How to Help Your Child Listen When You Read Aloud

How to Help Your Child Listen When You Read Aloud

In our homeschool I have spent many, many hours reading aloud to my children. There are so many benefits to reading to your children, and it’s always something I’ve enjoyed, so it was a high priority for us.

As it turns out, an oral literature-based approach is perfect for our situation as both of my children have learning challenges: one with a visual disability similar to dyslexia, and the other with auditory processing delays. Of course, reading aloud is not all we do for school. It has taken a lot of observation and research to find the best approach to help each of my children reach her potential. However, I discovered early on that reading to them definitely helped increase their attention spans and retain information.

How to Help Your Child Listen When You Read Aloud

That seems to baffle some parents who are considering homeschooling. I’m often asked, “How do you keep the children’s attention when you read to them? How do you make sure they are listening and comprehending?”

My answer: “Let them do something with their hands while you read.”

I think sometimes parents have the notion that the children should be quietly sitting in chairs, with their attention completely focused on Mom in order to listen as she reads. That has not been my experience.

I have been reading to my children for 45 minutes to an hour a day since they were toddlers. Laura was 3 when I started reading chapter books aloud to her. I had heard that reading aloud to children helps increase their attention spans, so I read to her even when she was wiggling about the room, playing. And you know what? It worked!

I remember one day when Laura was in 2nd grade the book we were reading was Ginger Pye. It is actually a rather long book for that age group, but I had just allowed the girls to play quietly as I read each day, not realizing that Rebecca, age 4, was even listening. The day after we finished Ginger Pye I showed them the next book on the list.

“Look! We get to start a new book today!”

Rebecca was crestfallen. “But! What happened to the doggy?”

She wanted to hear more about Ginger Pye. I was excited to realize she had been following along. Fortunately for her, we happened to have the sequel, Pinky Pye… so yes, we read that next.

Over the years my children have enjoyed a wide variety of “quiet” activities while I read to them. My only rule is that they have to be perfectly quiet. Therefore they can’t work on the same activity together– otherwise they’ll try to whisper.

Just a few suggestions:

  • drawing pictures, often related to the story
  • practicing handwriting (or calligraphy when they were older)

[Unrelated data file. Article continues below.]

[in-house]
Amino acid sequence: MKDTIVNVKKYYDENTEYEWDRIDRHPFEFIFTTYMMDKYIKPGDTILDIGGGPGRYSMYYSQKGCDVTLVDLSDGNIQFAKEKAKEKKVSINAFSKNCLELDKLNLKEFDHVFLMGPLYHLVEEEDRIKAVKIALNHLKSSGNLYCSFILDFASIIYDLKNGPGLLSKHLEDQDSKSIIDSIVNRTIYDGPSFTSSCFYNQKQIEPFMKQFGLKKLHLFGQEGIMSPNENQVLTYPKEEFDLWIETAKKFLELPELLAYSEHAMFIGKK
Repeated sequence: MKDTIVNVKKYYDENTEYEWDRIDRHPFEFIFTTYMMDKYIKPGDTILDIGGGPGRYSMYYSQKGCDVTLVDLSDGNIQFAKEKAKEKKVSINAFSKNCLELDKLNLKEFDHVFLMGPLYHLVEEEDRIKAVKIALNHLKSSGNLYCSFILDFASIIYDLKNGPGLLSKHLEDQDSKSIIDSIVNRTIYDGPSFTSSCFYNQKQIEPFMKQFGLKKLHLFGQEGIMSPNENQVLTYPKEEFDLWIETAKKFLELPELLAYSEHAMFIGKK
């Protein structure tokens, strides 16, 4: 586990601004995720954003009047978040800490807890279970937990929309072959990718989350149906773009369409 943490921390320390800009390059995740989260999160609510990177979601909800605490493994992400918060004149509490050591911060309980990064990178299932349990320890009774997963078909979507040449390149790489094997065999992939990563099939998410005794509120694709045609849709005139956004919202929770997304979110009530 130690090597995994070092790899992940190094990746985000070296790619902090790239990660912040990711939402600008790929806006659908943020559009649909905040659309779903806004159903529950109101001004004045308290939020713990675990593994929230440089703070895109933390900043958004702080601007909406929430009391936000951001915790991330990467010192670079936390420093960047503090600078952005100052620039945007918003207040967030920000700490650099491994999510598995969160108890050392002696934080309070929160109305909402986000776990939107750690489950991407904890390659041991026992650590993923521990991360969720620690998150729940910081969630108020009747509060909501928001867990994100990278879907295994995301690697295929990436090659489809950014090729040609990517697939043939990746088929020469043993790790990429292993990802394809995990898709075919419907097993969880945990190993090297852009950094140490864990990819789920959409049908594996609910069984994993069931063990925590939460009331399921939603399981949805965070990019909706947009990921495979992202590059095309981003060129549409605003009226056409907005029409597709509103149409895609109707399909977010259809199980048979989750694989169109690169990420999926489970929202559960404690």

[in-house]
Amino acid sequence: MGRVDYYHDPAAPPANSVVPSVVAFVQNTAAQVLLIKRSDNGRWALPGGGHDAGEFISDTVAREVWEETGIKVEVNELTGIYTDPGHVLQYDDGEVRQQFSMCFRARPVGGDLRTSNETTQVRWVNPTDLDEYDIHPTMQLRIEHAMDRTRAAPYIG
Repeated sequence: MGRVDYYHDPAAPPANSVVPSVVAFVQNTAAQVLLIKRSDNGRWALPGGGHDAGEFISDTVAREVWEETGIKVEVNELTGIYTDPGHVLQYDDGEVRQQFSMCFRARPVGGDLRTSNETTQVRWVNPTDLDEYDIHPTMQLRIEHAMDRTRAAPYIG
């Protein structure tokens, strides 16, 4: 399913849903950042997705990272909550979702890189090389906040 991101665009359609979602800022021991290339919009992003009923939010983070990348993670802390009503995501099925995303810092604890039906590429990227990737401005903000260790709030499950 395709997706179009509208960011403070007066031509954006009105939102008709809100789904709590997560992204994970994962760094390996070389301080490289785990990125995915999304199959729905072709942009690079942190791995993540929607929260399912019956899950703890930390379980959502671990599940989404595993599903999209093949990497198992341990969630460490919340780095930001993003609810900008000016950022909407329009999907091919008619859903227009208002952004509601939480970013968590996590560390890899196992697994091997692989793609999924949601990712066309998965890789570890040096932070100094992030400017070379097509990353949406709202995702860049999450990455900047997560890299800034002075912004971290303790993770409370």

• jigsaw puzzles
  • coloring (with crayons, pencils, or markers)
  • historical paper dolls
  • perler beads… or even better, Simbrix beads (from Timberdoodle)
  • Legos (When we were reading about Egypt they build a pyramid, with a tiny Lego person wrapped in tissue for the mummy inside.)
  • Playmobil sets
  • needlework such as knitting, crocheting, or embroidery
  • play dough

I have been amazed at how much my listeners retain of what they hear when their hands are busy. After cultivating a listen-and-work habit I find that they now like to listen to audio books when they are working on a quiet project.

Quiet-play resources that tie in with historical read-alouds:

When reading historical novels, I like to offer my kids something to do that ties in with what we’re reading. These are some resources I’ve found that work great for that. I’m obliged to tell you these are Amazon affiliate links. Your purchase helps support this blog without additional cost to you. Thank you!

What can you add to my list?

I’m sharing these ideas on Timberdoodle’s “Tips for Homeschooling Temporarily” Blog Hop.

You are invited to the Inlinkz link party!

Click here to enter


  • rachelgoingcreative

    That is such a cute thing that your daughter asked about the doggy. I loved the post. I think it is absolutely wonderful that you have enjoyed reading aloud to your children. You’ve really taken a lot of time to compile some great resources for homeschooling families also.

  • Sheila @ Making the Most of Every Day

    Excellent tips! We did the same thing! My boys also liked to set up Army men, domino trains, or play with pattern blocks.

  • Katie

    Ah ha! I am on here googling about getting your kids to listen to read alouds, because my six and three year olds just have such a hard time paying attention during our read aloud time and it has been really disheartening. I do let them play with legos or color or whatever while we read, but they always talk or even fight while I read. But I see you mentioned you do not let your girls play with the same thing… genius! Thank you, I don’t know why I didn’t think of that earlier. That will surely help (if I can get them to chose different activities without THAT becoming an argument lol).

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